Cooking oils


A dear friend of mine recently emailed me stating she was looking into cooking oils, what options there are and what would be best for different purposes. I emailed her a quick reply with what we use, but I thought maybe there are others out there who have the same questions….

So if you have a question… ask. Maybe it will become post of it’s own! 😉

Cooking oil options… well there are literally 1000s but I’ll try to narrow it down to what is cheaper, healthier and more accessible!

First I’ll explain what we use…I would say we use the most of bacon grease or leftover oil from pork sausage (AKA lard). I use this mostly for stir frys, sauteing veggies, or frying eggs. It adds a spectacular flavor and you’d be amazed what veggies kids will try if you tell them it has bacon grease on it! At least mine will!!!! Besides when we start to run low, it’s a GREAT excuse to fry up some more bacon! These fats are extremely healthful, it isn’t prone to rancidity and it also contains vit D and other vitamins if the pigs have had healthy diets.

Next we use coconut oil. I used to use this for EVERYTHING including on toast, baking, frying eggs… but it got expensive and we were going through it rather quickly. I LOVE the health benefits of it (addressed in a different post) and how easy it is to use as a substitute in most recipes, but I’ve decided to cut back on it a little. Sometimes I do add it to smoothies to add a little sweetness and flavor, heft and substance for little boys who, I sear, say they are hungry every 10 minutes! (Can’t wait for the teenage years!)


Lastly, the oils I use sparingly are olive oil, [amazon_link id=”B0002YB21A” target=”_blank” container=”” container_class=”” ]sesame oil[/amazon_link] and very occasionally [amazon_link id=”B004P4S22A” target=”_blank” container=”” container_class=”” ]peanut oil[/amazon_link]. Olive oil I use when making salad dressings, fermented mayonnaise, or for dips. This oil should never be cooked at high temperatures.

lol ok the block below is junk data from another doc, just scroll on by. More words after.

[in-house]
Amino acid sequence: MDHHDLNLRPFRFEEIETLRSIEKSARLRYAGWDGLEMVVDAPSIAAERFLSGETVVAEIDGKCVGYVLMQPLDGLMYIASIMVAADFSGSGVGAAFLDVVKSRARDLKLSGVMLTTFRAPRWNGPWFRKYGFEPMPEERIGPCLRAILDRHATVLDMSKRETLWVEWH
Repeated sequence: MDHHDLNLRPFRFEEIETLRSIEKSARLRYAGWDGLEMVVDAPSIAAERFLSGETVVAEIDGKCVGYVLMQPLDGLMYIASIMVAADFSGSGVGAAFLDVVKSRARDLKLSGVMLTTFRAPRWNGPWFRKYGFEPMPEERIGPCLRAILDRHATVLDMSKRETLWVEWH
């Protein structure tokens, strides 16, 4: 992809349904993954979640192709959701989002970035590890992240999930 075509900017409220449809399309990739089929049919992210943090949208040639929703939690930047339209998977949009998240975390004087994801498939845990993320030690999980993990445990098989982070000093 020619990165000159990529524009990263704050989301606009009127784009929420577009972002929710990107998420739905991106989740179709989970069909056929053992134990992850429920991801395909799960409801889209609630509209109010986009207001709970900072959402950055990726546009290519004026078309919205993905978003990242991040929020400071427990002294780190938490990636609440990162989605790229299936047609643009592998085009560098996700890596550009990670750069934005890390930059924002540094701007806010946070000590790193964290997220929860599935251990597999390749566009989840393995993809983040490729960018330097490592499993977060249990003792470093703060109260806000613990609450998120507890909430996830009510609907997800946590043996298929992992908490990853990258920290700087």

“Extra virgin olive oil is also rich in antioxidants. It should be cloudy indicating it has not been filtered, and have a golden yellow color indicating it that it is made from fully ripened olives.”

[amazon_link id=”0967089735″ target=”_blank” container=”” container_class=”” ]Nourishing Traditions[/amazon_link], page 19.

Sesame and peanut I use very occasionally for Asian flavored dressings or in a stirfry. Both of these oils have a higher omega-6 content than omega-3 so they shouldn’t be used a lot, but small amounts is fine.

Other fats and oils I’ll like to try include goose or duck fat, and tallow (beef or lamb fat). I have used tallow in the past, but that I had purchased at the grocery and I’m sure the quality was very poor. I know there is a butcher not far from us where I could purchase some of these, but I’d have to research the quality there as well.

Other oils that I would be open trying that I feel have a lot of benefits include [amazon_link id=”B002VLZ81M” target=”_blank” container=”” container_class=”” ]flax seed oil[/amazon_link] since it has a lot of both omegas in it. The only drawback is that it easily goes rancid, and it should only be eaten in very small amounts and it should never be heated. I’m sure I could use it in dressings to sub out some of the olive oil. One day I’ll give it a try! The other oil I’m most interested in is [amazon_link id=”B000W2WC9I” target=”_blank” container=”” container_class=”” ]palm oil or shortening[/amazon_link]. It doesn’t go rancid very easily, has high levels of lauric acid (provides strong antifungal and antimicrobial properties similar to coconut oil), and it doesn’t contribute to heart disease. I would count it in the same family as coconut oil since it is a tropical oil and much of the properties and health benefits are very similar.

Other oils that I have purged from the kitchen never to return again is any type of margarine, canola oil, or rape seed oil. Sally Fallon of [amazon_link id=”0967089735″ target=”_blank” container=”” container_class=”” ]Nourishing Traditions[/amazon_link] states that safflower, corn, sunflower, soybean and cottonseed oils have an unhealthy, oversaturation of omega-6 and not enough omega-3. These oils she recommends be strictly limited, never be heated and should only consume cold pressed versions, which are almost impossible to find.

I hope you’ve found this information helpful. Please let me know if you have any questions and I’ll try my best to answer them! Happy cooking and baking!


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